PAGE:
Work culture is a constant evolution. And as we’ve witnessed throughout the pandemic, adaptability is perhaps one of the most useful attitudes we can use to overcome the relentless force of change.
One aspect of life that has certainly seen dramatic change over the past few years is the office. The rapid onset of remote work culture has changed the way we perceive work entirely. Jobs that were once never considered for at-home operation are now defying expectations with ease. Causing some people to ask, "what took us so long?"
We all know that there are pros and cons to working from a remote, online setting. Communication can become harder, tensions can rise, or the dreaded Zoom fatigue can settle in.
However, many studies have concluded that overall, the flexibility that remote work culture facilitates often outweighs the problems it causes. Employees report feeling generally happier, more productive, and more satisfied with their position when working from a remote setting.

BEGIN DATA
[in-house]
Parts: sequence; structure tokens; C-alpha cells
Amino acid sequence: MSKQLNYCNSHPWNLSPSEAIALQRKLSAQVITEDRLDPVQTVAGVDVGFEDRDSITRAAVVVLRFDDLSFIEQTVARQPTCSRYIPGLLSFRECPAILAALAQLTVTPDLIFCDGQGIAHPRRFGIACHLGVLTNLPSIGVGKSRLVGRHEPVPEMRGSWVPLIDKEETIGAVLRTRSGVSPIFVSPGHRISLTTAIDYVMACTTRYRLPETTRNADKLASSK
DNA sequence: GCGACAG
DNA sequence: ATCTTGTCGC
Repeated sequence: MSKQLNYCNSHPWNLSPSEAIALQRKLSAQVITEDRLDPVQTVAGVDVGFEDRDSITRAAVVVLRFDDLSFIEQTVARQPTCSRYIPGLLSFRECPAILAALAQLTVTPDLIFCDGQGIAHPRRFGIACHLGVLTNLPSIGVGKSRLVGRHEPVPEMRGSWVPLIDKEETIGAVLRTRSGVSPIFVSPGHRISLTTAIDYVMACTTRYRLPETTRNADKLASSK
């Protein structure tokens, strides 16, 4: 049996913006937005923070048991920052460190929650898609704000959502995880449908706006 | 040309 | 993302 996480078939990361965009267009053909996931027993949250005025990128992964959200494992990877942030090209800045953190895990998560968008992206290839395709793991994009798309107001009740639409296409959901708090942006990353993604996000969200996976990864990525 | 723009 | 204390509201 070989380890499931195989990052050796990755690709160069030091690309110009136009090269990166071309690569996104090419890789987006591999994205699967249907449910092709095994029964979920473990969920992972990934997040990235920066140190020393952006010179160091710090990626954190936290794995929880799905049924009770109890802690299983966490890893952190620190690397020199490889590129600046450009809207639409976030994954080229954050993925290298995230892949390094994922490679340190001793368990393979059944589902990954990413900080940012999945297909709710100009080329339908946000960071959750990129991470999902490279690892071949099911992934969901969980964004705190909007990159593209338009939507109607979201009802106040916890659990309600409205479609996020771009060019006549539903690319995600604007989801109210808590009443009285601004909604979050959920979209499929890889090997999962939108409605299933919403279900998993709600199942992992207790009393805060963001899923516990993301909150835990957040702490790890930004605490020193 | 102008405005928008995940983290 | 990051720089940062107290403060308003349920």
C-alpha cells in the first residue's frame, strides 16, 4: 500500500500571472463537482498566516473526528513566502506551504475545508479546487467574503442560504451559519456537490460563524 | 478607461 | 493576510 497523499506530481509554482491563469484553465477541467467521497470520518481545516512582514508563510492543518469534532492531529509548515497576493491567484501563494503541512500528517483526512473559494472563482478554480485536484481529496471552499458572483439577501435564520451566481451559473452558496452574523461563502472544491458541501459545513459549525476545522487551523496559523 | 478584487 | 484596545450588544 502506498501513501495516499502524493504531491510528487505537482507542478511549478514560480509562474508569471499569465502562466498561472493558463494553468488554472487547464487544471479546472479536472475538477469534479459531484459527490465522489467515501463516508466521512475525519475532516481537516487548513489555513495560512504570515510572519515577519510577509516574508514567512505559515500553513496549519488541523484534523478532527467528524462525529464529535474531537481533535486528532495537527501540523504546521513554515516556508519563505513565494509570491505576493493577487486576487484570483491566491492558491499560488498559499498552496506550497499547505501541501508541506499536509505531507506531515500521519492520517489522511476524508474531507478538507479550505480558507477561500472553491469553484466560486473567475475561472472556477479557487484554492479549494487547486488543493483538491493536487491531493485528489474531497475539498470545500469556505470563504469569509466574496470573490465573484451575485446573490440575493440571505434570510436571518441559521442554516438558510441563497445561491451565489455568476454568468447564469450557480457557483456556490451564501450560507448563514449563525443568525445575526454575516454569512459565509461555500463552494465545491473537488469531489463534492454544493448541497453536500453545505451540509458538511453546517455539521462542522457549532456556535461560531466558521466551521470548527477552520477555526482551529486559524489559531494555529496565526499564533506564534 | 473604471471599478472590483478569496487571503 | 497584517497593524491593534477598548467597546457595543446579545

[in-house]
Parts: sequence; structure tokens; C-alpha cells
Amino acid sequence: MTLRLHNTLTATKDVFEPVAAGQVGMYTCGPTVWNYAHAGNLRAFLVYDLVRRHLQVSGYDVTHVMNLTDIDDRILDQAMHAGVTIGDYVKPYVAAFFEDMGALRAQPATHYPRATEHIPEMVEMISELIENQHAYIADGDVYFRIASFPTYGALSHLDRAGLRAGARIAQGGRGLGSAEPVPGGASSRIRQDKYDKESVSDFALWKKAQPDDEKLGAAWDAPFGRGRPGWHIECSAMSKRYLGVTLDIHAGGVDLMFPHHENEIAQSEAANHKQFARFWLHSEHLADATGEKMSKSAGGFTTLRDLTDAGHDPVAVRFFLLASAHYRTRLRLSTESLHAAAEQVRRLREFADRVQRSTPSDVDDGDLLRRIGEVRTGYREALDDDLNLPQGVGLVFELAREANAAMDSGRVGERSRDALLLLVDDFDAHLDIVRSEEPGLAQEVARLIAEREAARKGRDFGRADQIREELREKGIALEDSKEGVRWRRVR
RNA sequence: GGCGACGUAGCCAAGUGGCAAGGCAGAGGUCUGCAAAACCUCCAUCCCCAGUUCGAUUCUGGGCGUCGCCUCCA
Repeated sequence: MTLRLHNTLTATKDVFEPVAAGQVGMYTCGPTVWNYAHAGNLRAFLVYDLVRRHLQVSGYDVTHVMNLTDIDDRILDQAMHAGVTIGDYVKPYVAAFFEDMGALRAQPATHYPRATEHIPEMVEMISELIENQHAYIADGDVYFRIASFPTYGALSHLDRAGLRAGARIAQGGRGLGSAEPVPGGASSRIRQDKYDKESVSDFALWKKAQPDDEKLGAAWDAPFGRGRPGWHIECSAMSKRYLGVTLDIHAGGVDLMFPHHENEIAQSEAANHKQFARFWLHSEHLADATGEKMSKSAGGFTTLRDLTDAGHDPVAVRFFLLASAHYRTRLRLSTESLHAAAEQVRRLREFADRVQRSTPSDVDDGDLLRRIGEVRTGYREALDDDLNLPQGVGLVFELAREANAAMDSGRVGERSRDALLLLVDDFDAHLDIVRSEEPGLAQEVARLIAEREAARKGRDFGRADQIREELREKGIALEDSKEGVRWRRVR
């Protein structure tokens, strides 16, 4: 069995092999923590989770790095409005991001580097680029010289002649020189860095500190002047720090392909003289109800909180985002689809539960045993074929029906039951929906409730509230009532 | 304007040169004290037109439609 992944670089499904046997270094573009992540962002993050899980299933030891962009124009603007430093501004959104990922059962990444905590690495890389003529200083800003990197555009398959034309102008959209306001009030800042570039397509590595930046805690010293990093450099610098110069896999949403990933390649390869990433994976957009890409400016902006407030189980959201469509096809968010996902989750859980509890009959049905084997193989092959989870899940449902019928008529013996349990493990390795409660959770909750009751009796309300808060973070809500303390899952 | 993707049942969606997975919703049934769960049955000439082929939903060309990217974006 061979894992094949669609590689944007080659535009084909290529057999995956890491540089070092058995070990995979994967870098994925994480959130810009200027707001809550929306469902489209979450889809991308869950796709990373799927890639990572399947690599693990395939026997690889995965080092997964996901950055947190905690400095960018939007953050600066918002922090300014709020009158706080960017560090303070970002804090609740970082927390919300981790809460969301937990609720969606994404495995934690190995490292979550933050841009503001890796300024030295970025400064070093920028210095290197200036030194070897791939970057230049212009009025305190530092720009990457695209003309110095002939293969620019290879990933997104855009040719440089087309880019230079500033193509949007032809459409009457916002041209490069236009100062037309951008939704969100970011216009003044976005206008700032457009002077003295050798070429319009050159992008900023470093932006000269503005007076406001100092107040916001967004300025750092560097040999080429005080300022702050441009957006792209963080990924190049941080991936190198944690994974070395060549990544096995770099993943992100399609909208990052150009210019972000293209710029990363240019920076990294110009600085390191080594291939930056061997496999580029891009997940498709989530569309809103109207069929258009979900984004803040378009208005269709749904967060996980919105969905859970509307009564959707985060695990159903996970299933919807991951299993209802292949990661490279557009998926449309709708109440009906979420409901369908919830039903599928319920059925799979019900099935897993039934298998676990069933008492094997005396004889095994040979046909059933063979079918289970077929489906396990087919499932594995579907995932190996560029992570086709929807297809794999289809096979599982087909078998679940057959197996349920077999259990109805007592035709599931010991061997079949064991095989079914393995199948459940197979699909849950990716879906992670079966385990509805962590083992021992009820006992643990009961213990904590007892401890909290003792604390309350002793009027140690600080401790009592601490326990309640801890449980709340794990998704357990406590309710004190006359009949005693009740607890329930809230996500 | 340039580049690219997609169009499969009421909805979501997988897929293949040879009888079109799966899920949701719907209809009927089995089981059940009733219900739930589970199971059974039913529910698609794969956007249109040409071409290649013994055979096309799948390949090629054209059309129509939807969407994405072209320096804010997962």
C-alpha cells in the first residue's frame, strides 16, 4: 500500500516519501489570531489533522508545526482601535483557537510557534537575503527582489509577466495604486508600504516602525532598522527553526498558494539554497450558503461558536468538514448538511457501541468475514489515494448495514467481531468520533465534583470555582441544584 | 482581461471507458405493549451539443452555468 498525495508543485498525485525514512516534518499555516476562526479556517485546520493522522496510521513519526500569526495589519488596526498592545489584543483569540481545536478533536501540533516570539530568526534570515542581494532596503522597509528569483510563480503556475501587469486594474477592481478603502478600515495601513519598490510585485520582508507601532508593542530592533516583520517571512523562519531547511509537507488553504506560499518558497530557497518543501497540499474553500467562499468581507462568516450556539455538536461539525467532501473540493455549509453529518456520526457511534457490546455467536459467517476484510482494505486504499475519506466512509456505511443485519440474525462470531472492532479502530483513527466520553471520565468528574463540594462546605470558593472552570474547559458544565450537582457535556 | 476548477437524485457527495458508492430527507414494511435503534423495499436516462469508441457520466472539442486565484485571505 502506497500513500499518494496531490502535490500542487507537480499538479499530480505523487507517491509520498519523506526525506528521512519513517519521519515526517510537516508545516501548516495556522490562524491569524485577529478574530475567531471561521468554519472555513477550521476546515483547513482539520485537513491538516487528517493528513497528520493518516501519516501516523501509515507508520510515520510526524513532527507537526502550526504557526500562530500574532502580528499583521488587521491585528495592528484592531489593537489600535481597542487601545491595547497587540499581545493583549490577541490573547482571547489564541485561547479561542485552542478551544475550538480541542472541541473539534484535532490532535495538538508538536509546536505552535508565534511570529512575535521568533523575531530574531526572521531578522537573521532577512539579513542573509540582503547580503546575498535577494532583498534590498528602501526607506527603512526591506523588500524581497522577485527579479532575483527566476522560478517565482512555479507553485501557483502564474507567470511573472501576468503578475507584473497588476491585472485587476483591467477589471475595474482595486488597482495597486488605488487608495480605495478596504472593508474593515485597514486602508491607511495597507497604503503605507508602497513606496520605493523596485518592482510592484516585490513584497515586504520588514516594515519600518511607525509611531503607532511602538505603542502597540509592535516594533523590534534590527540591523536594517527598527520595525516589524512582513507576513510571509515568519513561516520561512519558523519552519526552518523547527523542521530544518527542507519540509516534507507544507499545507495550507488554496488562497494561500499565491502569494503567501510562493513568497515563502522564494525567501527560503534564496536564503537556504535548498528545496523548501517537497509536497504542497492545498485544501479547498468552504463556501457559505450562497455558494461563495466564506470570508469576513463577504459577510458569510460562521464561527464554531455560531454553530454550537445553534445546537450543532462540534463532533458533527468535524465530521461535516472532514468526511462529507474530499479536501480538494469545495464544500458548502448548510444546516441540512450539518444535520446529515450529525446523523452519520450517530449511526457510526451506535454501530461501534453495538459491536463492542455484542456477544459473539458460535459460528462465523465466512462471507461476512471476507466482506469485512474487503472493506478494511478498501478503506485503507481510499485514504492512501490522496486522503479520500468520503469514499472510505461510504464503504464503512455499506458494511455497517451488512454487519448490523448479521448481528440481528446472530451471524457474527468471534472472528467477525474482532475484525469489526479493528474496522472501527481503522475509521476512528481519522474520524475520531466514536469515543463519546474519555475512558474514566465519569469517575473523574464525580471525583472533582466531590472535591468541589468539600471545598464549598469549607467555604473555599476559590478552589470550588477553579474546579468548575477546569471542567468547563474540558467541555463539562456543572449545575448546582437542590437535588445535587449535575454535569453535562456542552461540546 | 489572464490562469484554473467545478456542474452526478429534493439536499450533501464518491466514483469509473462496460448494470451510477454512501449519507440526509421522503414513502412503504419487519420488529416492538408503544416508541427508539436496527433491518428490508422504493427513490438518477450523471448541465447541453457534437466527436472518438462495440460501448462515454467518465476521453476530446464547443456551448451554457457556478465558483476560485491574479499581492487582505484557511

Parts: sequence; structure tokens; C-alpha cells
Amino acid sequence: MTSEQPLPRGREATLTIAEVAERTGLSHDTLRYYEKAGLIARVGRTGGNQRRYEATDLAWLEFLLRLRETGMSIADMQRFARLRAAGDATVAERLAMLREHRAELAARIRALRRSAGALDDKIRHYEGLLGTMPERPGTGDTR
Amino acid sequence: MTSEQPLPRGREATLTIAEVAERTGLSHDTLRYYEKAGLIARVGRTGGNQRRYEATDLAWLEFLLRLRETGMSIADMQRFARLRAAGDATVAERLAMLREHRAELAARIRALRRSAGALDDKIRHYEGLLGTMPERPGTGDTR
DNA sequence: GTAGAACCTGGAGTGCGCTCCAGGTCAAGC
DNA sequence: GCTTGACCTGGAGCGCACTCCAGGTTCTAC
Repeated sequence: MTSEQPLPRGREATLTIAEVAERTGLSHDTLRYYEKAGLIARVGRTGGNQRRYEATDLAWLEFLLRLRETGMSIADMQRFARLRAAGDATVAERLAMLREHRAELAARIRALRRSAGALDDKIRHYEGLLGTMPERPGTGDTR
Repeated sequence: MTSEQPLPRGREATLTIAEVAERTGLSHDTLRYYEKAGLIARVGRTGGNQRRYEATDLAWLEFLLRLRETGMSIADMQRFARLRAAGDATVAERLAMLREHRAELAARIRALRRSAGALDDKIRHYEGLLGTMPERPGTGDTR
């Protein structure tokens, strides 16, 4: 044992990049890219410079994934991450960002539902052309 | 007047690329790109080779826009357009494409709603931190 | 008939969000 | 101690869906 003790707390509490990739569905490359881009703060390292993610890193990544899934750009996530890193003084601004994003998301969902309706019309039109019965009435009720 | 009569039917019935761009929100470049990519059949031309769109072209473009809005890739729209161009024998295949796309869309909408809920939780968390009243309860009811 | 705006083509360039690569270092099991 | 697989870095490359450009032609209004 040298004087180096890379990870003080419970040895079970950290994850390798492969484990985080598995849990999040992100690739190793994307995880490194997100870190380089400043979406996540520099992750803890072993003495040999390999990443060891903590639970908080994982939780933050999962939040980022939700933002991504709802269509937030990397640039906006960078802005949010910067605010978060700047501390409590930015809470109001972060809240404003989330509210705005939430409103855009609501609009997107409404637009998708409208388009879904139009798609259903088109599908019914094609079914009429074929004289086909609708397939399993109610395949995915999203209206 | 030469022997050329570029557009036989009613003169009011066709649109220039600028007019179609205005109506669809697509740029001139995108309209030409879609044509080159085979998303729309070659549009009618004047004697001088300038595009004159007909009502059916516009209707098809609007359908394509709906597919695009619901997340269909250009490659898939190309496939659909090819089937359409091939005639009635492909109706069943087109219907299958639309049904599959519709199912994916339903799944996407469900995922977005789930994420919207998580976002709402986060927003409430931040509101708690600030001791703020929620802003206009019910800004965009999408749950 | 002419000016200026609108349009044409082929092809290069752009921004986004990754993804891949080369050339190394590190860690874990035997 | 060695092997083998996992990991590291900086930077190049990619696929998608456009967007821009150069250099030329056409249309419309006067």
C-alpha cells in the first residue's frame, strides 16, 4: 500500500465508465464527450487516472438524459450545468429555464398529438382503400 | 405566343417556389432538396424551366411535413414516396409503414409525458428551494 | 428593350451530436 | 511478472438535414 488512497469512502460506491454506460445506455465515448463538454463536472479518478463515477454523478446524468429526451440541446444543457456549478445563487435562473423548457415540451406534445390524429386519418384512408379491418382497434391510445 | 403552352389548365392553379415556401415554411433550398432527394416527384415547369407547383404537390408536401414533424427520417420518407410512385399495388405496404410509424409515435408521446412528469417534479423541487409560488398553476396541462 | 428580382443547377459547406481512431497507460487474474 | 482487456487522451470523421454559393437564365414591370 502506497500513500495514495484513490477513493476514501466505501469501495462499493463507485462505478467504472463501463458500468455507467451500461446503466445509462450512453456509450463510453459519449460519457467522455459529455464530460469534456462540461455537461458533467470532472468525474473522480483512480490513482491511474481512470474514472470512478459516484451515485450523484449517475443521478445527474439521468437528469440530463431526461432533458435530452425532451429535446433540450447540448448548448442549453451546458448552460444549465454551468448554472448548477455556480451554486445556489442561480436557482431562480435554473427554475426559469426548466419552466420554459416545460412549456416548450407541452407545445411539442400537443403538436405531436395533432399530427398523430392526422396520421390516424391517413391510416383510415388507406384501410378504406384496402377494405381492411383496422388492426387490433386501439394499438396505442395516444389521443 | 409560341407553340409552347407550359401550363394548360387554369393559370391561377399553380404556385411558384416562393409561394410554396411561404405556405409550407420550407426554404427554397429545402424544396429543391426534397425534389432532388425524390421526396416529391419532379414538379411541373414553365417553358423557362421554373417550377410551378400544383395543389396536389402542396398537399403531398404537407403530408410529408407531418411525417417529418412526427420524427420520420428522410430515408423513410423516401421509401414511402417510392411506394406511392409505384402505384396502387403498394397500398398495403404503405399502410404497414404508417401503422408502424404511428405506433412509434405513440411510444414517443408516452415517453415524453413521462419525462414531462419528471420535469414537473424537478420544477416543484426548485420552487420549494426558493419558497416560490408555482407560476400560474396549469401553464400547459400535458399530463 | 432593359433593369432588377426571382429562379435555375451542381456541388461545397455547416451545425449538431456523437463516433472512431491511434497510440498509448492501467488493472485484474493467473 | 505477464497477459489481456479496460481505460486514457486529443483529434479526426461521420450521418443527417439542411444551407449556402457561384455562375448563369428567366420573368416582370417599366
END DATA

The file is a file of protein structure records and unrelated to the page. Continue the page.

At a time when both employees and employers are catching on to the benefits that online workplace culture can provide, knowing how to navigate this new way of life is essential for sustaining momentum.
Any company that manages remote teams needs to deploy an updated strategy to create a healthy online workplace culture that keeps everyone happy and productive.
1. Encourage work/life balance
Balance has been a big buzzword across social media channels recently — and for good reason. Achieving a work and life balance helps us to manage stress levels, stay mentally and physically active, and maintain better relationships with the people around us.
Companies who want to promote a healthy online work culture will need to set the tone for balance by encouraging and openly discussing its importance.
Employees who are feeling burned out and exhausted often don’t want to speak up for fear of getting reprimanded or falling behind. They need their leaders to not only acknowledge the importance of a balanced lifestyle but also create opportunities for them to exercise it.